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Freedom's Child: The Life Of A Confederate General's Black Daughter

McCray, Carrie Allen

Published by Algonquin Books, 1988
ISBN 10: 1565121864 / ISBN 13: 9781565121867
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Bibliographic Details


Title: Freedom's Child: The Life Of A Confederate ...

Publisher: Algonquin Books

Publication Date: 1988

Binding: hardcover

Book Condition: Very Good In Dustjacket

Edition: 1st Edition.

Description:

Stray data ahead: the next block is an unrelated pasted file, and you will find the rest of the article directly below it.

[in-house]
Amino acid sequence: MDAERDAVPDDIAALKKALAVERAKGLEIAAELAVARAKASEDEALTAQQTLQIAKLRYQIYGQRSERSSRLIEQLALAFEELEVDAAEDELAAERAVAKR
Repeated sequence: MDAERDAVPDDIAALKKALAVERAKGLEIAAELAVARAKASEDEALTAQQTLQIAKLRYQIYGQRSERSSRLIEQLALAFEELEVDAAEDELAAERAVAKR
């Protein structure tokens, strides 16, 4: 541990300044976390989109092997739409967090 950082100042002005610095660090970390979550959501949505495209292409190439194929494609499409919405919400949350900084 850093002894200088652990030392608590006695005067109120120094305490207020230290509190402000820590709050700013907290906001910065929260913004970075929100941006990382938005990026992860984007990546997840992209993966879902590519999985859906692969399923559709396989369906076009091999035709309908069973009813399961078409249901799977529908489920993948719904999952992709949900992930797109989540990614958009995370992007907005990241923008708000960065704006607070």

Chapel Hill. 1988. Algonquin Books. 1st American Edition. Very Good In Dustjacket. 270 pages. hardcover. Jacket design by Anne Winslow. Signed by The Author. 1565121864. keywords: Black History Women Autobiography. inventory # 25503. FROM THE PUBLISHER - When Carrie Allen McCray was a child, she was afraid to ask about the framed photograph of a white man on her mother's dresser. Years later she learned that he was her grandfather, a Confederate general, and that her grandmother was a former slave. In her late seventies, Carrie McCray went searching for her history and found the remarkable story of her mother, Mary, the illegitimate daughter of General J. R. Jones, of Lynchburg, Virginia. Jones would later be cast out of Lynchburg society for publicly recognizing his daughter. FREEDOM'S CHILD is a loving remembrance of how Mary spent her life beating down the kind of thinking that ostracized her father. She was a leader in the founding of the NAACP and hosted the likes of Langston Hughes and W.E.B. Du Bois as they plotted the war against discrimination at her kitchen table. Carrie McCray's memories reward us with an extraordinarily vivid and intimate portrait of a remarkable woman. ‘Highly recommended for all readers.’--Library Journal, hot pick; ‘I defy anyone to finish FREEDOM'S CHILD without a tear in their eye, a sense of meeting a great spirit, and an inspiration to act with generosity and justice.’--Gloria Steinem; A BOOK-OF-THE-MONTH CLUB and QUALITY PAPERBACK BOOK CLUB SELECTION. Bookseller Inventory # 25503